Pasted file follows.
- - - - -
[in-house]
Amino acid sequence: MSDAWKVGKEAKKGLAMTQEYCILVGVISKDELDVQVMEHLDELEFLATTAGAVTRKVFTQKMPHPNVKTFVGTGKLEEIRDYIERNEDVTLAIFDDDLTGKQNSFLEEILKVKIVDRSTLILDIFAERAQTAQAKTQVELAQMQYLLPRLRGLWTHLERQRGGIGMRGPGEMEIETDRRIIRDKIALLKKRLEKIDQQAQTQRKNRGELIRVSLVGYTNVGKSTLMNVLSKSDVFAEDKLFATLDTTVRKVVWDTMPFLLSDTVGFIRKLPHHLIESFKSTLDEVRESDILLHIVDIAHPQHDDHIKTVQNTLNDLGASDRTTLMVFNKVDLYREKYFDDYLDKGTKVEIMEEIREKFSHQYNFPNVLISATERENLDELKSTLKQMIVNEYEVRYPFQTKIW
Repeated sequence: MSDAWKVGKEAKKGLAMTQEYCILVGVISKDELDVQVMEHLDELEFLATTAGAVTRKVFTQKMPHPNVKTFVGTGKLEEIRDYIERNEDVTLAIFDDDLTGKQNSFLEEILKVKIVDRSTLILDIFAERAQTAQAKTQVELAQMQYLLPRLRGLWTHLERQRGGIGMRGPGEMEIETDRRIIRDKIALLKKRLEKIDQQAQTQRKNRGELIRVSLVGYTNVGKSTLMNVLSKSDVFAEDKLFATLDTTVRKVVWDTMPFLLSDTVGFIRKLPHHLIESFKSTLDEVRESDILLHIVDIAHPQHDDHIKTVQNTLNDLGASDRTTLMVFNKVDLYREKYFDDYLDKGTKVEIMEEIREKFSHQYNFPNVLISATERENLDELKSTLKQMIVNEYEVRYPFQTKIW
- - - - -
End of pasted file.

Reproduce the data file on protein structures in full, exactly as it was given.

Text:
[in-house]
Amino acid sequence: MSDAWKVGKEAKKGLAMTQEYCILVGVISKDELDVQVMEHLDELEFLATTAGAVTRKVFTQKMPHPNVKTFVGTGKLEEIRDYIERNEDVTLAIFDDDLTGKQNSFLEEILKVKIVDRSTLILDIFAERAQTAQAKTQVELAQMQYLLPRLRGLWTHLERQRGGIGMRGPGEMEIETDRRIIRDKIALLKKRLEKIDQQAQTQRKNRGELIRVSLVGYTNVGKSTLMNVLSKSDVFAEDKLFATLDTTVRKVVWDTMPFLLSDTVGFIRKLPHHLIESFKSTLDEVRESDILLHIVDIAHPQHDDHIKTVQNTLNDLGASDRTTLMVFNKVDLYREKYFDDYLDKGTKVEIMEEIREKFSHQYNFPNVLISATERENLDELKSTLKQMIVNEYEVRYPFQTKIW
Repeated sequence: MSDAWKVGKEAKKGLAMTQEYCILVGVISKDELDVQVMEHLDELEFLATTAGAVTRKVFTQKMPHPNVKTFVGTGKLEEIRDYIERNEDVTLAIFDDDLTGKQNSFLEEILKVKIVDRSTLILDIFAERAQTAQAKTQVELAQMQYLLPRLRGLWTHLERQRGGIGMRGPGEMEIETDRRIIRDKIALLKKRLEKIDQQAQTQRKNRGELIRVSLVGYTNVGKSTLMNVLSKSDVFAEDKLFATLDTTVRKVVWDTMPFLLSDTVGFIRKLPHHLIESFKSTLDEVRESDILLHIVDIAHPQHDDHIKTVQNTLNDLGASDRTTLMVFNKVDLYREKYFDDYLDKGTKVEIMEEIREKFSHQYNFPNVLISATERENLDELKSTLKQMIVNEYEVRYPFQTKIW